The confirmed sketch lineup for the upcoming set is just as robust as the previous offerings. The last set, 2017S2 Battle of the Bands, had a record 55 artists take part. Of those 55, so far the following 44 have confirmed they are coming back. Those returning artists are; Bryan Abston, Simone Arena, Ro Garcia Astorga, Quinton Baker, Michael Barnard, Bobby Blakey, John Brewer, Neil Camera, Pat Chaimuang, Daniel Contois, Jasmine Contois, Sobot Cortez, Jason Crosby, Dave Dabila, Vincenzo “Chenduz” D’Ippolito, Joseph “Grotesque” Dobbins, David Gacey, Patrick Giles, Jon Gregory, Kelly Greider, Jason Heil, Lowell Isaac, Simon Jacobsohn, Robert Jimenez, Kevin Lea, Paul Mangione, Mike McHugh, Rory McQueen, “Smokin” Joe McWilliams, Chris Meeks, Lily Mercado, Rich Molinelli, JM Monserrat, Victor Moreno, Darrin Pepe, Steve Potter, Cathy Razim, Chad Scheres, Brent Scotchmer, Matt Steffens, Floydman Sumner, Gregory Tilson, Dan Burn Webster, and Gavin Williams. A total of 11 artists, for various reasons, have decided to not do GPK sketch cards this time, they are; Mike Arnold, Sean Bolger, Josh Ginter, Cecilia Granata, Marisol Henriquez, Matthew Kirscht, Ande Moores, Barry Nygma, Anthony Skubis, Magnus Von Robotsoon, and Matthew White.
Topps isn’t stopping there. So far an additional 14 artists have been identified that are either new to GPK, or returning sketch artists. After making their debut on last year’s online GPK Classic set the following artists will make their retail debuts; David Acevedo, Joey Fitchett, Shane Garvey, Daniel Goodroad, and Rickey Kipfer. Also, Dennis Gortakowski, Ryan Moffett, and longtime GPK artist David Gross will be making their GPK sketch card returns after some time off. Finally, Topps has added brand new GPK artists Emma Burges, Jay O’ Leary, Shawn Cruz, Clinton Yeager, Mike Stephens and Todd Rayner to the lineup. That brings the current known sketch artist total to 58. That is a new record high for a GPK set. There could still remain some artists out there that haven’t spoke up. This article will be updated as new artists begin known.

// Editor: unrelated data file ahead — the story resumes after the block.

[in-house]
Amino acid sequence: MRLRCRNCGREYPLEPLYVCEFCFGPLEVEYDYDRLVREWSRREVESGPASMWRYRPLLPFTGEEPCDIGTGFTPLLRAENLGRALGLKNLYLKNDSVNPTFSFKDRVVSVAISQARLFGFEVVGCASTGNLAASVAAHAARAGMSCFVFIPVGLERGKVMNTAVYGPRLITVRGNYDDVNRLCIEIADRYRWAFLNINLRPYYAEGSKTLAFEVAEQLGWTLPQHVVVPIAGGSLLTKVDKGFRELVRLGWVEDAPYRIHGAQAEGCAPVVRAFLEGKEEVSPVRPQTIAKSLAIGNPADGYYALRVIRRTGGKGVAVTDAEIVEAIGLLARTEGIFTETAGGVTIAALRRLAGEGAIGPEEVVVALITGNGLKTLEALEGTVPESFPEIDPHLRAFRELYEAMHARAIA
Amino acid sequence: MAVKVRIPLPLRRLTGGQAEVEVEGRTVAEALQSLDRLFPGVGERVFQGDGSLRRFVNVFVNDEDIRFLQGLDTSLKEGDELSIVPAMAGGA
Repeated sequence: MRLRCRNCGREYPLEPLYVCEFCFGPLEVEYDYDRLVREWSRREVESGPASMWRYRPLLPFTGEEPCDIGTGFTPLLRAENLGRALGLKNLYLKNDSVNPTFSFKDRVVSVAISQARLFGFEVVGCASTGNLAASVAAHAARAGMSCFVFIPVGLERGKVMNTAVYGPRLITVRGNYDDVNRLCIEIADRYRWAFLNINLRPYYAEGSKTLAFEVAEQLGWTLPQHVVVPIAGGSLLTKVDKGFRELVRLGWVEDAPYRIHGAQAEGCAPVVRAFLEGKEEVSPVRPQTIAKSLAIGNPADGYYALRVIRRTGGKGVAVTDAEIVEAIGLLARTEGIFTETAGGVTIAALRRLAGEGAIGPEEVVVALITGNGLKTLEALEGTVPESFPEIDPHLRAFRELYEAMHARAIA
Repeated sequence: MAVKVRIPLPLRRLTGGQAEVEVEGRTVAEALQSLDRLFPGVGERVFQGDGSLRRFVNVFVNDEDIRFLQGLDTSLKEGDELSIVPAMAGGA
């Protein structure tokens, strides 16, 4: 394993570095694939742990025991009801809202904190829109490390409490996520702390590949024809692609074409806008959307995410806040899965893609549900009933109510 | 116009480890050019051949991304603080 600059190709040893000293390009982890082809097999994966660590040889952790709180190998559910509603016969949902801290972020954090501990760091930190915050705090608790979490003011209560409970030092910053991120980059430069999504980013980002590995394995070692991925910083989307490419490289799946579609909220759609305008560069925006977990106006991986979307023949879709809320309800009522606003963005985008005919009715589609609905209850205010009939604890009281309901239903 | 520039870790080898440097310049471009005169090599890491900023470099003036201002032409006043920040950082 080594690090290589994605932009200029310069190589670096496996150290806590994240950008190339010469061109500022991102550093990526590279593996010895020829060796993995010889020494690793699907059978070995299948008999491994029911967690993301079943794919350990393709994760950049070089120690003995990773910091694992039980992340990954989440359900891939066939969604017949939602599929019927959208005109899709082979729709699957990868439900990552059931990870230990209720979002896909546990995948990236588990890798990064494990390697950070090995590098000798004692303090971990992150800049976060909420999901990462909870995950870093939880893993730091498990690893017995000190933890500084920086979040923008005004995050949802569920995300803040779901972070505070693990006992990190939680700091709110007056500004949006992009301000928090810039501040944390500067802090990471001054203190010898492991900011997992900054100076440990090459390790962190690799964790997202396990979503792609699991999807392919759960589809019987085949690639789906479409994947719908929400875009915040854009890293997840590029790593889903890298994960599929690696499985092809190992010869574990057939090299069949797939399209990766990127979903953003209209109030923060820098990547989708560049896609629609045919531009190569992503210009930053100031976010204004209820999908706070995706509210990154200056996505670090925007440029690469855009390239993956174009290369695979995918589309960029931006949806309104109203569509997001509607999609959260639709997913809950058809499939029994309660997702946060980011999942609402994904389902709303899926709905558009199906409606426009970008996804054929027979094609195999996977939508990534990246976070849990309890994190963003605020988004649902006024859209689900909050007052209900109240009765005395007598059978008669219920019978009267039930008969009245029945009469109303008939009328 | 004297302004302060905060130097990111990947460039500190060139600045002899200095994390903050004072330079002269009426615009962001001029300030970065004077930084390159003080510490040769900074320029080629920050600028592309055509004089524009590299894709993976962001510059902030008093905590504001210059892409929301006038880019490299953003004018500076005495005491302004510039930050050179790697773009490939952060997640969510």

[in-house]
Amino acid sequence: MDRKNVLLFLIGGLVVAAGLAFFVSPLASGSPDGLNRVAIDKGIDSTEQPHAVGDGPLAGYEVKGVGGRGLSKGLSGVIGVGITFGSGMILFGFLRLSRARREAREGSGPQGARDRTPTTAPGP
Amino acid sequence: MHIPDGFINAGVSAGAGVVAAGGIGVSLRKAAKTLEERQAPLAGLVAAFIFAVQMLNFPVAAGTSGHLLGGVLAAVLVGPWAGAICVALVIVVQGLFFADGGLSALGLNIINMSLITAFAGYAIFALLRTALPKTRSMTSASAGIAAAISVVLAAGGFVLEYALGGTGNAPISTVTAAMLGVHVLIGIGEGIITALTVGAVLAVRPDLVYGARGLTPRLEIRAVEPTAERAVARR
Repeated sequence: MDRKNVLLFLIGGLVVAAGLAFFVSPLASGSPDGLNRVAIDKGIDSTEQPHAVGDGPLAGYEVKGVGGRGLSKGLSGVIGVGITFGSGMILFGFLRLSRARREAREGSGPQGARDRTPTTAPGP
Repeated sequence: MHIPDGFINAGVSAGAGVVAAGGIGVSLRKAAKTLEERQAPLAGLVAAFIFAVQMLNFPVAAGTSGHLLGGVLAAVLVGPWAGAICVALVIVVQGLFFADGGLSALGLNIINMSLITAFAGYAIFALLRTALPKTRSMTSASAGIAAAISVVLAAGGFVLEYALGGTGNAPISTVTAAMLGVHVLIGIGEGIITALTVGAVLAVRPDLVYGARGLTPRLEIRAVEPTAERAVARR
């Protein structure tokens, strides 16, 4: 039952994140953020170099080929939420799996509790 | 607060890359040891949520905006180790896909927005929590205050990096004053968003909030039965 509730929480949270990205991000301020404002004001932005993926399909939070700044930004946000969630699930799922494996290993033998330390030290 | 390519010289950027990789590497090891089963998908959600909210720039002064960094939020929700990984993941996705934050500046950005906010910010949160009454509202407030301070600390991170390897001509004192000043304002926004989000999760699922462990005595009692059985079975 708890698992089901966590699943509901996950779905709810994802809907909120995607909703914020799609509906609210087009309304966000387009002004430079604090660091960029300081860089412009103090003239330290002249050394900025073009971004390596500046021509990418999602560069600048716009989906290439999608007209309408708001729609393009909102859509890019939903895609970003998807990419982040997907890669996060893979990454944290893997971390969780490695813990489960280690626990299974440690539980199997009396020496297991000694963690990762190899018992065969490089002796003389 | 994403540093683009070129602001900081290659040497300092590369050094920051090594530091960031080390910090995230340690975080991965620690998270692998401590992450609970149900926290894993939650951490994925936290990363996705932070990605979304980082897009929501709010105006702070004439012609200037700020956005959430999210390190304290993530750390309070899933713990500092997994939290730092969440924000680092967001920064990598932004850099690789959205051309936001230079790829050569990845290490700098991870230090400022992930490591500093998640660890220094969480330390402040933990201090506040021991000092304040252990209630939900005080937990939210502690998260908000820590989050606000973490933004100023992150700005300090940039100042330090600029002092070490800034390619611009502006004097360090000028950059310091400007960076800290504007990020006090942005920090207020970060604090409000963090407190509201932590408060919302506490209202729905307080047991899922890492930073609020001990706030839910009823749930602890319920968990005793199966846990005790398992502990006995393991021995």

The final big change to sketch cards this time around is centered on artist return cards. In previous sets artists could e-mail a scan of the card to Topps for approval. However, after a number of controversies within the card hobby, Topps is changing the rules. Last year with the Star Wars sets rumors begin to swirl online about a few artists that were using questionable means to complete sketches. From using an overhead projector, to tracing images, to even using photocopied images, collectors started to question the legitimacy of sketches from a select few artists, (Note: No artists being questioned have worked on a GPK set to date.) There were also rumors of artists having other artists do their returns for them. Topps also begin to see artist returns being sent to collectors from artists prior to the set’s release. This all has added up to changes across all Topps brands when it comes to artist sketches. Starting with this next retail set, all artist returns need to be completed and mailed back to Topps with the regular sketch cards by the deadline. Topps will work to approve the sketches, and mail them back to the artists just prior to the set’s release date. In turn artists can deliver to their clients upon the release. While it does protect the quality of sketches going out, it opens up the possibility of shipping loss and damage. The “banned sketch” list continues to be the same. Artists are not allowed to sketch cards featuring Stan Lee, Gene Simmons, the Hundreds set, Riot Fest set, and all Disney properties including Star Wars and Marvel.